Mini Metro

mini-metro-gameplay-screenshot-1Explaining how a puzzle game works can sometimes be very esoteric. Someone could be sitting there for an hour listening, and still be a bit fuzzy on what’s going on. As such, it can often make things a lot more understandable simply by wrapping such a game in a real world setting. Mini Metro does this quite well. If one were to say it was a game where players attached lines to shapes so that tiny shapes could travel those lines and get to similar shapes, that would be hard for a lot of people to wrap their heads around. If one simply says its a game where one creates a subway system, suddenly everything makes a ton of sense.

This is a game with a very minimalist presentation. Stages look like subway maps with simple black or white backgrounds and blue representing water. Each station appears on the map as a shape with three stations present at the beginning of each stage. This is where players start, dragging their mouse or finger from station to station in order to set a train line. Players start with three lines and three trains. From there it’s up to them how their subway system will be laid out.

Don’t waste too much time, though, because passengers are going to start showing up wanting to go places. These are depicted by smaller shapes corresponding to that of the stations. This way players have an idea where passengers are going and can plan out their routes accordingly.

mini-metro-gameplay-screenshot-2Things are simple enough with only three stations, but over time more and more stations will pop up. From there, one must be clever about how their lines are set up. Sometimes a series of loops might be best. On other occasions, straight lines work better. Often, a combination of the two will be in order. At first this isn’t too difficult. However, as time progresses there will be a lot more stations on the map. When this happens, it will become harder and harder to keep up with all of the stations and passengers. This is intentional, though. The game is designed to eventually overwhelm. The player must simply persevere for as long as possible, getting as many passengers to their destination as possible before a station becomes overcrowded with people waiting. When that happens it’s game over.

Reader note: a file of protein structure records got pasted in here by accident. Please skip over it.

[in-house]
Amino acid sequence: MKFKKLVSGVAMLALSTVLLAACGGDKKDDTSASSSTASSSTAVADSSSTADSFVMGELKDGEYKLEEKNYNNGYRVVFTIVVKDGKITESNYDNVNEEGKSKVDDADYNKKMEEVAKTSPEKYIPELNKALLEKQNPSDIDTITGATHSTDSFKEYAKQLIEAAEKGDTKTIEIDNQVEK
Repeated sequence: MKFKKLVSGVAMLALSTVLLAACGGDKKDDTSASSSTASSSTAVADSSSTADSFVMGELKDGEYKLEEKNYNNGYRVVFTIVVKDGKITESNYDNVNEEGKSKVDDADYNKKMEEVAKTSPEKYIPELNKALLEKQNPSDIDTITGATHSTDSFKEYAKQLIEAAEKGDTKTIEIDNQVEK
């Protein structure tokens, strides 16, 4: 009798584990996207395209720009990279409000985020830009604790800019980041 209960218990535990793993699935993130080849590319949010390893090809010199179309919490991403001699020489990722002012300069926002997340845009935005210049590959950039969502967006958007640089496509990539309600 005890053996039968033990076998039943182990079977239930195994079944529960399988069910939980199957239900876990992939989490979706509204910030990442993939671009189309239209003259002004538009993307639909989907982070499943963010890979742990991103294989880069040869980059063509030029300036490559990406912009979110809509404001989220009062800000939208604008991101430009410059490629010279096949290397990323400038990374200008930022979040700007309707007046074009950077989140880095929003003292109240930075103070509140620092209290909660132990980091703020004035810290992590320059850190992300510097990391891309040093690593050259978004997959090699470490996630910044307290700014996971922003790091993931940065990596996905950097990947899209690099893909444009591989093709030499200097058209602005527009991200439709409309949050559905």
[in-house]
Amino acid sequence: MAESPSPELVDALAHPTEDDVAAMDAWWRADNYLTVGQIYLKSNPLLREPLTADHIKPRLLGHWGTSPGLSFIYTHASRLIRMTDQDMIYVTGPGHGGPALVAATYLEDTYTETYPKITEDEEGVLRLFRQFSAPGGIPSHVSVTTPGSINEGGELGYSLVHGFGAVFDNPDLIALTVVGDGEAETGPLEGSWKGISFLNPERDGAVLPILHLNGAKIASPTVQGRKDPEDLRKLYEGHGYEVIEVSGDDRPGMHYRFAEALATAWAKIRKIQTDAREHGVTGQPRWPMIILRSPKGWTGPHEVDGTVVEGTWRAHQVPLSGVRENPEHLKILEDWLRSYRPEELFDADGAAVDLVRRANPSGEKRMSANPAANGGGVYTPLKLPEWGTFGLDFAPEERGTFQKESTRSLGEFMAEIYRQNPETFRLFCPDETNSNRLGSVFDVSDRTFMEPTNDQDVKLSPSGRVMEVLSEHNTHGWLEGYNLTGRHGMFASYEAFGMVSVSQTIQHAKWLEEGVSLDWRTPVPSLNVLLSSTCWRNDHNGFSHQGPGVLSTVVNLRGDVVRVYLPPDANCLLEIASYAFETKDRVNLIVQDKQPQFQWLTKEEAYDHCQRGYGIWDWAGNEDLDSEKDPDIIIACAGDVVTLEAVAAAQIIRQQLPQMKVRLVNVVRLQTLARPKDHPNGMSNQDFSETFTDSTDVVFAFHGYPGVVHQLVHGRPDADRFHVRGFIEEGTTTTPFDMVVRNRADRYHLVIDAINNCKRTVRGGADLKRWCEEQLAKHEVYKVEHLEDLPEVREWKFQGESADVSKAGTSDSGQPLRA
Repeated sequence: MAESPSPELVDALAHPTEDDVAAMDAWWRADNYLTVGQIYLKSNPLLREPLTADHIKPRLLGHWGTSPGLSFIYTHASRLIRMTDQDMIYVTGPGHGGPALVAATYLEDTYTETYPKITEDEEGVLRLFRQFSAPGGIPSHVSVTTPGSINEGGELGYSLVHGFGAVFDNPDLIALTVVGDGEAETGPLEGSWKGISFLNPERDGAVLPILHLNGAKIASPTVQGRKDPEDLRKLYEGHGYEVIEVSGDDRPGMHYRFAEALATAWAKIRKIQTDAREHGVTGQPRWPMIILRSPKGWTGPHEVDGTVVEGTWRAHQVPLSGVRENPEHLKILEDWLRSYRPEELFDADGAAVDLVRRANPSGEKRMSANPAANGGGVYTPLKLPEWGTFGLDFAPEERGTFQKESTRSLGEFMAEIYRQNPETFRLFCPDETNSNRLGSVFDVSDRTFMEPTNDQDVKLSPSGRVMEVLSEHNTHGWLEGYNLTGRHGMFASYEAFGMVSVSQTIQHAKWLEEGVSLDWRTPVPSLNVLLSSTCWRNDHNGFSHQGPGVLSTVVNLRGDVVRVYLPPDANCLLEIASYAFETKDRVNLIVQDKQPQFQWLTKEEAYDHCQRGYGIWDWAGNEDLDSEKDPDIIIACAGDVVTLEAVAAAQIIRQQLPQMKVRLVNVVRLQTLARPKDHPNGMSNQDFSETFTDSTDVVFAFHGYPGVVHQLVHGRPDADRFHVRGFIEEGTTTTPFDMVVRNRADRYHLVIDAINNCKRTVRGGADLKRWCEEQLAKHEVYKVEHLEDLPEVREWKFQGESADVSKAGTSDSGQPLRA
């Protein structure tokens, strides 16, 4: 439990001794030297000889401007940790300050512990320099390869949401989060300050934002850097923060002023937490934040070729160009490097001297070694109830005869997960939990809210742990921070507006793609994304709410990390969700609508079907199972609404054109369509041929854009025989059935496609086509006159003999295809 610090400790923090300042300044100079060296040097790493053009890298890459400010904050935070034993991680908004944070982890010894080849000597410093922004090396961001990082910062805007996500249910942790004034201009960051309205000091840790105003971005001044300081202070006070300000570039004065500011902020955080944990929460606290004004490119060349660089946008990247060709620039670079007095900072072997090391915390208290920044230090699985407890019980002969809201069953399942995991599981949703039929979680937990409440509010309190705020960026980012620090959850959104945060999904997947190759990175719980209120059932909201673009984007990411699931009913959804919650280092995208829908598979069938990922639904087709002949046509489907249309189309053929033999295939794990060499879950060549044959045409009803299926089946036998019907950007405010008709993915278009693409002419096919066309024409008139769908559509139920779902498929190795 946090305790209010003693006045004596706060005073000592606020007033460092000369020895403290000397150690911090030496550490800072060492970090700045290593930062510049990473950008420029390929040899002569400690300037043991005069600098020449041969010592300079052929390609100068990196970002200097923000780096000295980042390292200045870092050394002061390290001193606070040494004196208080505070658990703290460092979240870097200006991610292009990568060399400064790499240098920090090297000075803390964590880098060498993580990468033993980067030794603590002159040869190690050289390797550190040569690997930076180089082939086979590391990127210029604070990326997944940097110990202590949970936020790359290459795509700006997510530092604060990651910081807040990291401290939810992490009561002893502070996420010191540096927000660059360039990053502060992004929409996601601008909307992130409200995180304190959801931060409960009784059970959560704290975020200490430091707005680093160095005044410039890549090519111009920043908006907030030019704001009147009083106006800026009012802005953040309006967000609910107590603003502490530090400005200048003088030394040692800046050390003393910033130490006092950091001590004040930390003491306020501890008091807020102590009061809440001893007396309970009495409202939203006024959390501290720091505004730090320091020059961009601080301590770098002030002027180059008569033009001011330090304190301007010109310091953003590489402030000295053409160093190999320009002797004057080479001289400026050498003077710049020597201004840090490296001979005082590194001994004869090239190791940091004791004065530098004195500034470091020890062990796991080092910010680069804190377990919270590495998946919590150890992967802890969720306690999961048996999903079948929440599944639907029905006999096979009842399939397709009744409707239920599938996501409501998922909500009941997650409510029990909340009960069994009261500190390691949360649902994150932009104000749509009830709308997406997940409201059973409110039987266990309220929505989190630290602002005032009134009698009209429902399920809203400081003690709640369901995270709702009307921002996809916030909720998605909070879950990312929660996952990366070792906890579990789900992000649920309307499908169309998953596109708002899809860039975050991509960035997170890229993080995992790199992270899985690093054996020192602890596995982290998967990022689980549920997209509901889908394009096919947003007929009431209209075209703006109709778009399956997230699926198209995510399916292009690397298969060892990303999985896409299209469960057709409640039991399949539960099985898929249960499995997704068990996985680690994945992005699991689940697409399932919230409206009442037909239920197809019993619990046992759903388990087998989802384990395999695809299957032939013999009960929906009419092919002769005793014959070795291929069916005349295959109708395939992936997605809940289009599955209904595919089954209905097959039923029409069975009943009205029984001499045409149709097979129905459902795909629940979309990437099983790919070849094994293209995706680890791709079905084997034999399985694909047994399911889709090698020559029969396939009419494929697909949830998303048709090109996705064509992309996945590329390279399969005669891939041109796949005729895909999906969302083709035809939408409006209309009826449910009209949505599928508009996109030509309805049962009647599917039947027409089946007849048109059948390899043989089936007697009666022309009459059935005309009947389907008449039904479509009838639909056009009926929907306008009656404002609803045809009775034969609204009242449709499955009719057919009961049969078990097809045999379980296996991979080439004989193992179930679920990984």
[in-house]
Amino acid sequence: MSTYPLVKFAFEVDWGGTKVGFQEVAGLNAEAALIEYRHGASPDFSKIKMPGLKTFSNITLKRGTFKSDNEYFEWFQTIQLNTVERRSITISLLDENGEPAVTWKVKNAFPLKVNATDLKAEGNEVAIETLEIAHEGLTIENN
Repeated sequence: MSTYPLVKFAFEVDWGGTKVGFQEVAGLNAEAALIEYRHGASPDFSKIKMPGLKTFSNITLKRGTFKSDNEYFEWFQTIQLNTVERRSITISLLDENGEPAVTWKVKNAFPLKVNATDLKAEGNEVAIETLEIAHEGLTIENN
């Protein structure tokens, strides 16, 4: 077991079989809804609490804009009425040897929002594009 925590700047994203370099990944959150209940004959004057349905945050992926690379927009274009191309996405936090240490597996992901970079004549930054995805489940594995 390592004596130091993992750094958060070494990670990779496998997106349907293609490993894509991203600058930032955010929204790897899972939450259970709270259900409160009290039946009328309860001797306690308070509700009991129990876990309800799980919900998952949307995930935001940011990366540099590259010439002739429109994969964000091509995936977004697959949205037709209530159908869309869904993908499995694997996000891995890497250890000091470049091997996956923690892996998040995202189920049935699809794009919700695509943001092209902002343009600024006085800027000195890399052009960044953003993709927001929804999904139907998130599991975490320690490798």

To give players a little bit of help, they receive an extra train each in-game week. They’ll also be given a choice of a few other bonuses to improve their subway system. These include extra carriages, additional lines, and larger stations among other things. These will help a lot in accommodating all of the people trying to use the subway. It’s always a relief to use these in helping take some of the strain off of a particularly busy line, but one knows it’s only a matter of time before another areas becomes crowded.

mini-metro-gameplay-screenshot-3Mini Metro has quite a few stages to it, each in a popular metropolitan area. These include London, Paris, Osaka, Shanghai, Mumbai, and the like. Each provides their own geographical challenges, especially if they have a lot of water around them. Many will need to be unlocked before visiting, though. This is usually done by managing to score at least 500 on a map or maps preceding it. There is also a daily challenge mode which does exactly what is says on the box. It’s nice when one wants a change of pace from the standard game.

This is a game that can be played in short spurts or marathon sessions. Hop into a map and have at it setting up a subway system. It’s very satisfying to set up an efficient system for getting people around, especially later in the game when one has to deal with huge throngs of passengers. It’s a relaxing, simple enough concept that makes time fly by. This actually makes it a pretty good way to pass the time while commuting on a busy subway, all while making one’s own virtual subway system, which is strangely meta in its own way.

Mini Metro is available for Windows, Mac, and Linux via Steam, GOG, and Itch.io. It’s also available for iOS and Android, as well as the Nintendo Switch.